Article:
Joe Girard III falls just short of signature moment in Syracuse loss to Notre Dame

Joe Girard III shoots against North Florida on Dec. 21. (Rich Barnes | USA Today Sports)


In an alternate universe, one where the referee’s whistle blows once more and sends Joe Girard III to the foul line with a chance to tie the game, Syracuse might’ve opened the new year with a memorable win. It would’ve been a signature moment for the freshman point guard from Glens Falls.

Instead, the whistle didn’t blow and the final buzzer sounded. Syracuse’s program-record tying 15 made 3-pointers would amount to no more than a loss, just as Girard’s response to being stepped over by Notre Dame’s Prentiss Hubb wouldn’t be quite enough.

The Orange (8-6, 1-2 Atlantic Coast) fell, 88-87, to the Fighting Irish (10-4, 1-2) on Saturday in the Carrier Dome. Girard finished with 20 points, including a second-half burst of 10 points after the technical foul on Hubb. Both teams shot 15-of-31 from long range in a game that was close from start to finish, and Syracuse missed out on a win to start the resumption of ACC play.

“Both teams played great offense and hit big shots,” SU head coach Jim Boeheim said postgame via Syracuse Athletics’ Youtube.

At one point in the first half, Notre Dame led, 23-14. Syracuse went on a run then to take a 34-28 lead later in the half. But for the most part, the game was close and within one or two possessions. If the Orange were to win, there’d need to be a difference maker.

In fact, there were nearly multiple. Buddy Boeheim hit seven 3-pointers and led SU with 23 points. Elijah Hughes had 19 of his own, including an 8-0 individual run in the first half. Marek Dolezaj scored 13 points with eight rebounds and seven assists. But it was Girard that nearly pulled it out for Syacuse.

With about five and a half minutes remaining Saturday, Girard fell to the ground away from the play as others battled for the rebound. Notre Dame’s Hubb looked down at him, appeared to say a few words, and then stepped over Girard. Referees immediately called a technical foul on Hubb.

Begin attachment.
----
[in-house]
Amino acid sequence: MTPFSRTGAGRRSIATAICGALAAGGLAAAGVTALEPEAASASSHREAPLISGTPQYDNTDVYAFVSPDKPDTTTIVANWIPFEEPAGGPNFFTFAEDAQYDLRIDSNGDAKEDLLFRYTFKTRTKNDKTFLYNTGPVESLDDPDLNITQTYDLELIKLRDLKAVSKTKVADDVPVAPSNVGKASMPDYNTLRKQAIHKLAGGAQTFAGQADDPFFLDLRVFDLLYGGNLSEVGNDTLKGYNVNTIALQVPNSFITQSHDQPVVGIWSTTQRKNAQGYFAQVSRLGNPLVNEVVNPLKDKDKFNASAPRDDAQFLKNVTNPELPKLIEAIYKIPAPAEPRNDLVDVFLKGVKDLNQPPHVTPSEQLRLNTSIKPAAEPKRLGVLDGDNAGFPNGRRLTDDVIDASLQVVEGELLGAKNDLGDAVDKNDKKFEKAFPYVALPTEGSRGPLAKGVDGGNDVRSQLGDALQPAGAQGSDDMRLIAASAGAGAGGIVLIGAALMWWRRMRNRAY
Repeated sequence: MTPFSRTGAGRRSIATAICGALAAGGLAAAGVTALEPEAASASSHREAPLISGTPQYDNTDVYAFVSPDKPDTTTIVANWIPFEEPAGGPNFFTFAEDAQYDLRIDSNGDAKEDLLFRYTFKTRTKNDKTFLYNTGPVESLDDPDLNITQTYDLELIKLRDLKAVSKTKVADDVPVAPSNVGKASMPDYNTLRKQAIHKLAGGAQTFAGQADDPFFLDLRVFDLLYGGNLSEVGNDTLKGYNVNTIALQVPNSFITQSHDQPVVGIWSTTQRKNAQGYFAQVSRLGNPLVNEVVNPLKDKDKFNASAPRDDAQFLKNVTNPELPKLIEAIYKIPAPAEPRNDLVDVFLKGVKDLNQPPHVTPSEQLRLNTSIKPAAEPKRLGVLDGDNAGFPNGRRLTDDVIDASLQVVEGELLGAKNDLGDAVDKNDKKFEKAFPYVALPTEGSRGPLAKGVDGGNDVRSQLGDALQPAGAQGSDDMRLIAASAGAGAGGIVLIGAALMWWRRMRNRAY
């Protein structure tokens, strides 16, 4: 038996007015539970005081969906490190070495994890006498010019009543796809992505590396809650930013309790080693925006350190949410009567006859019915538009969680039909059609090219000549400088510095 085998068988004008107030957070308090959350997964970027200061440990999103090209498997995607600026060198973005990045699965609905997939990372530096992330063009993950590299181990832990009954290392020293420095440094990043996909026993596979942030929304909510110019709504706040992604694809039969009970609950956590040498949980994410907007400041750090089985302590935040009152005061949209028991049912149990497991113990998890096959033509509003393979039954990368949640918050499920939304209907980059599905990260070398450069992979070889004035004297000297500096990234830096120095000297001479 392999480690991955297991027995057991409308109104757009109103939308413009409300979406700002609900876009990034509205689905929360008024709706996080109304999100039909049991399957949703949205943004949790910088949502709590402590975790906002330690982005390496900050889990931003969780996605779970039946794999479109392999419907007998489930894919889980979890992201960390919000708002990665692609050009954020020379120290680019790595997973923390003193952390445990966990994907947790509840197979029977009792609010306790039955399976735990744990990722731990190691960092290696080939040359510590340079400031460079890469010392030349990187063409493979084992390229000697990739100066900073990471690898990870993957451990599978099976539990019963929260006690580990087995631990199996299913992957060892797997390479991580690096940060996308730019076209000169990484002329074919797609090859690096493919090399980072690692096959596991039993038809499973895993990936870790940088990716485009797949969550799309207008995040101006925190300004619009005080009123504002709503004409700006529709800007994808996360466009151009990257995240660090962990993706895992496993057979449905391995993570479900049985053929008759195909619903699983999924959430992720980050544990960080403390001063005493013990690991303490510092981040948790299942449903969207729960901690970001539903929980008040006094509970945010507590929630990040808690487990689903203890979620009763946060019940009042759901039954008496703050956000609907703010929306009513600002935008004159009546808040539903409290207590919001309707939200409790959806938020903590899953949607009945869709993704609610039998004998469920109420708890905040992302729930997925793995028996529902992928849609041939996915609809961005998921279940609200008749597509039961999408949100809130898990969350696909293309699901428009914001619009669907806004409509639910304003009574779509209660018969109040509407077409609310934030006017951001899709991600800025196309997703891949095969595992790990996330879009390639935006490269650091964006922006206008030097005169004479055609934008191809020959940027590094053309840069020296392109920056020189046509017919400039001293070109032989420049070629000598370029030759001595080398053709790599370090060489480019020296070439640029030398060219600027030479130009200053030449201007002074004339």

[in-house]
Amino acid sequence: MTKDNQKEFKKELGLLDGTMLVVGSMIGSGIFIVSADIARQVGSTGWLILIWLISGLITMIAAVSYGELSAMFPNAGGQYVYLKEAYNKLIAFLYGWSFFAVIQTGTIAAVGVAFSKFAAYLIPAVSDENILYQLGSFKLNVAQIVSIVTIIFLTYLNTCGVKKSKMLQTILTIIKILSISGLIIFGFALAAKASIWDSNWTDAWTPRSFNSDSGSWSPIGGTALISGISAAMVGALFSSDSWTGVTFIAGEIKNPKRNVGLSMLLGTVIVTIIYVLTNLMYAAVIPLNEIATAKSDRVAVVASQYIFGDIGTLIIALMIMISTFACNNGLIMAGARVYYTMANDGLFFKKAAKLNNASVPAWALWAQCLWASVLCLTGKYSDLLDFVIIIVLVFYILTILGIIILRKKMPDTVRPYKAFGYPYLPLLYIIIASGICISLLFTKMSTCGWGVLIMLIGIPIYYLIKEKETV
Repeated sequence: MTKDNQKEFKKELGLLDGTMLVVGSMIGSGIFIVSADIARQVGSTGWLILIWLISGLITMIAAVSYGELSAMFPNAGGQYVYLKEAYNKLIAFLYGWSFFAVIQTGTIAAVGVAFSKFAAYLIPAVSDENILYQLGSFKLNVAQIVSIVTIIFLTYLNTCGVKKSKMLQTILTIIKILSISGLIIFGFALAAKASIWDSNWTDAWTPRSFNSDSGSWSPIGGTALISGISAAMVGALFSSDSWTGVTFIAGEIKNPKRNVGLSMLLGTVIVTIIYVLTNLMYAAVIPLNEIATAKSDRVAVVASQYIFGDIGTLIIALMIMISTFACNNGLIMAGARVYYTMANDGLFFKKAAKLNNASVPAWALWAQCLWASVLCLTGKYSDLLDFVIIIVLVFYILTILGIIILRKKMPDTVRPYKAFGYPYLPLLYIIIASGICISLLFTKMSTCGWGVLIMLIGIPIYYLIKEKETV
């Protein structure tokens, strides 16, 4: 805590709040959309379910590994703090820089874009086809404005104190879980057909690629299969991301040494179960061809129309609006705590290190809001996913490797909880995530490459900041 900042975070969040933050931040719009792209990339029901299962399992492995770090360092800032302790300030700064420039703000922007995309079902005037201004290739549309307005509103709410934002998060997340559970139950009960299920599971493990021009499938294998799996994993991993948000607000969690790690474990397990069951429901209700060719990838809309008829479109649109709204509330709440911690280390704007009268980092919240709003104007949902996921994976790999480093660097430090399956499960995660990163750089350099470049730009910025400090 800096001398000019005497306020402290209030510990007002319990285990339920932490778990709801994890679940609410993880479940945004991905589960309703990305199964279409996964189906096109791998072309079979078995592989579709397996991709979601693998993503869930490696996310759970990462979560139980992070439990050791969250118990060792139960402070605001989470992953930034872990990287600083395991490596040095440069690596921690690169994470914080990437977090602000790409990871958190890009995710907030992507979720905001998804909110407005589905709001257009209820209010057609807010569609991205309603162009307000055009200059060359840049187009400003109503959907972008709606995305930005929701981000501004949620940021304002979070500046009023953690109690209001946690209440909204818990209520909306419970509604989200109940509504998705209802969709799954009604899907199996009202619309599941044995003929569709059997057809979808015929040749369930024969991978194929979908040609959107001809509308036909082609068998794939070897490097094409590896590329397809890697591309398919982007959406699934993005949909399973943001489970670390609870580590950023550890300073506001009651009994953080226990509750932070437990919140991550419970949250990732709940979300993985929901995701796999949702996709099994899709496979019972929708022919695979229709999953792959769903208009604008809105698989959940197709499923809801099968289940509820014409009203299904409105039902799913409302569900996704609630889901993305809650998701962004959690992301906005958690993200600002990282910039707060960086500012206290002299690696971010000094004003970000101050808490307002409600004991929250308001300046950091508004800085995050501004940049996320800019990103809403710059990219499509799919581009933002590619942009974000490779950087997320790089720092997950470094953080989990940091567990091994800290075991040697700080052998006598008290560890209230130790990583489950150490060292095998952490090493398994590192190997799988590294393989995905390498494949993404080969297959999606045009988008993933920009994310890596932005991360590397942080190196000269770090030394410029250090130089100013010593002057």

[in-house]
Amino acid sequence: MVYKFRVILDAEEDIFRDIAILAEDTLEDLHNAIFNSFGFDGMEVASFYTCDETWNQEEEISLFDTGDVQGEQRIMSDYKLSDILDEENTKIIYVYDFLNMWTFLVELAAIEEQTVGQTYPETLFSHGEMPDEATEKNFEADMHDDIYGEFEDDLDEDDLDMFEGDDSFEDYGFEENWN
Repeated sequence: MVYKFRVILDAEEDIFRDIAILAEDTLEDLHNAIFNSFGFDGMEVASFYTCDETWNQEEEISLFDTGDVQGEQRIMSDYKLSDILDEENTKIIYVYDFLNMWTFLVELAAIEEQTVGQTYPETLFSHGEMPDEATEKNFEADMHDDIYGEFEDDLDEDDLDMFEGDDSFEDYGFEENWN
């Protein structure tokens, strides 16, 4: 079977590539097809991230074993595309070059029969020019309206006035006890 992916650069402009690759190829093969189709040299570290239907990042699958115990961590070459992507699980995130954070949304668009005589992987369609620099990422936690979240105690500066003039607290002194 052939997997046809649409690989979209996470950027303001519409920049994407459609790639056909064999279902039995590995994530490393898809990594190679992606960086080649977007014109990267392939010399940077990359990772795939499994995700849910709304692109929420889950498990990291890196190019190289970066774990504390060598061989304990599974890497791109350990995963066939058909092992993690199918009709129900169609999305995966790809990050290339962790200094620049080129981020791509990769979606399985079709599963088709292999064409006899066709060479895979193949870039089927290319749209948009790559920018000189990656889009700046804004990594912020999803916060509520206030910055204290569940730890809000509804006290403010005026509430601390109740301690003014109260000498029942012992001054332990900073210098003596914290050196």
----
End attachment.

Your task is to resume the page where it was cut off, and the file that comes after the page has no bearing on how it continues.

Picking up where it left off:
Girard drained the two free throws, which made sense – he’s cashed 39-of-41 foul shots on the season. Then, with the spotlight on him, Girard rose to the moment.

“I just like to compete,” Girard told Syracuse Athletics postgame. “Usually when someone challenges me, he steps over me, it’s gonna fuel my fire and make me want to compete even more and try and help the team win.”

First he nailed a pull-up jumper in Hubb’s face. Then, Girard nailed a left wing 3-pointer with Hubb closing out. Finally, Girard hit another 3, this time from the top of the arc, forcing a Notre Dame timeout.

“He just started making shots,” Boeheim said of Girard. “He can do that. He got going. He got hot. He can do that.”

Girard strutted back down the floor, nodding his head, Orange up two.

“Look at that look,” ESPN’s Jason Benetti said on the broadcast. “He’s a freshman.”

“He’s a stud,” ESPN’s Dan Dakich responded.

Girard hit another 3 about a minute later, and then with time winding down, he nearly did the unthinkable. With less than five seconds remaining and Syracuse scrambling, Girard rose up on the right wing with SU down four. Swish, and Girard fell to the ground. Jim Boeheim, a foot away, stared at the referee and held his arms out as if wondering where the whistle was. There was contact, but referees ruled a flop on Girard for sticking his leg out and initiating it.

“I couldn’t see, I couldn’t tell,” Boeheim said postgame when asked if he thought Girard was fouled on the final shot.

Syracuse’s defense, expecting the whistle, froze as Notre Dame inbounded the ball, and the clock expired.

Girard’s last shot was a make. After being stepped over, the freshman had stepped up. But as the final buzzer sounded, all he could do was untuck his jersey and hold it over his face.

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